Drierite a brand name of a commonly-used, calcium sulfate-based dessicant in many chemistry labs. The lab I work in has a dessicator box we use to store hygroscopic materials. It isn't a a true dry box, just an air-sealed box with a big tray of dessicant at the bottom. A cheap humidity meter we bought suggests the humidity gets down to 25% or so in there. We store minute quantities of amine solutions in the box, and some hygroscopic dry materials.
Most drierite pellets are something like pure calcium sulfate, and are therefore a colorless white. But some pellets are laced with cobalt chloride, a water-sensitive "indicator" of drierite freshness. Supposedly, as the drierite absorbs moisture, the cobalt chloride turns from a sky blue into a pinkish color. When it turns pink you know it's time to change the dessicant to a fresh dry batch.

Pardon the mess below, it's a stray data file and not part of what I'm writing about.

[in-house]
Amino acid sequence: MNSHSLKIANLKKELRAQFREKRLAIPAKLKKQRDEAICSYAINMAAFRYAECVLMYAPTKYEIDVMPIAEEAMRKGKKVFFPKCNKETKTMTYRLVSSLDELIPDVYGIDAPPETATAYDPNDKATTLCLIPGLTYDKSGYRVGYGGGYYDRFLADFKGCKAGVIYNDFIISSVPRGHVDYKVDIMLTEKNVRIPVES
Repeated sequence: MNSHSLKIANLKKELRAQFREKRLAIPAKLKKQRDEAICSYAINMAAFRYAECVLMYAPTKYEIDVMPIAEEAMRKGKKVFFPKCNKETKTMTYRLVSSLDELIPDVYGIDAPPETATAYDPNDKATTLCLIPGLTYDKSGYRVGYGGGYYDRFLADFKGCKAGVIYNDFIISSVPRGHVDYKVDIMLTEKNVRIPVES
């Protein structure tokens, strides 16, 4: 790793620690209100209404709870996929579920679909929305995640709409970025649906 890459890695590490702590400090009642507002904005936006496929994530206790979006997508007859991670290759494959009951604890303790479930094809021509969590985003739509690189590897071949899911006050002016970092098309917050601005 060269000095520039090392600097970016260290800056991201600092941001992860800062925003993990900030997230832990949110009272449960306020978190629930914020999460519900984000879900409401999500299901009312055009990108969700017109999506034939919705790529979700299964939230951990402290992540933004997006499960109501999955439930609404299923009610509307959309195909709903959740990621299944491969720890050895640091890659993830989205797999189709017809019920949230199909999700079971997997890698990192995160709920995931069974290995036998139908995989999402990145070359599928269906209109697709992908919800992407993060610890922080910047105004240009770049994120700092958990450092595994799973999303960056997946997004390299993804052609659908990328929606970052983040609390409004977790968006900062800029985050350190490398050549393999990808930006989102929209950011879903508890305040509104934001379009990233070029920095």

But our drierite never turns pink.
Instead it turns into a far, far more intense, vivid blue color, much bluer and less pale than indicator drierite starts out as. (See photo of too-blue drierite in tray, with a bottle of fresh starting indicator drierite at left.)
Why doesn't my drierite turn pink?. Why does it turn this shade of blue? Presumably some other kind of complex or hydrate rather than the classic cobalt chloride hexahydrate is forming. Is it an issue of pH? Or of some volatile organic being adsorbed?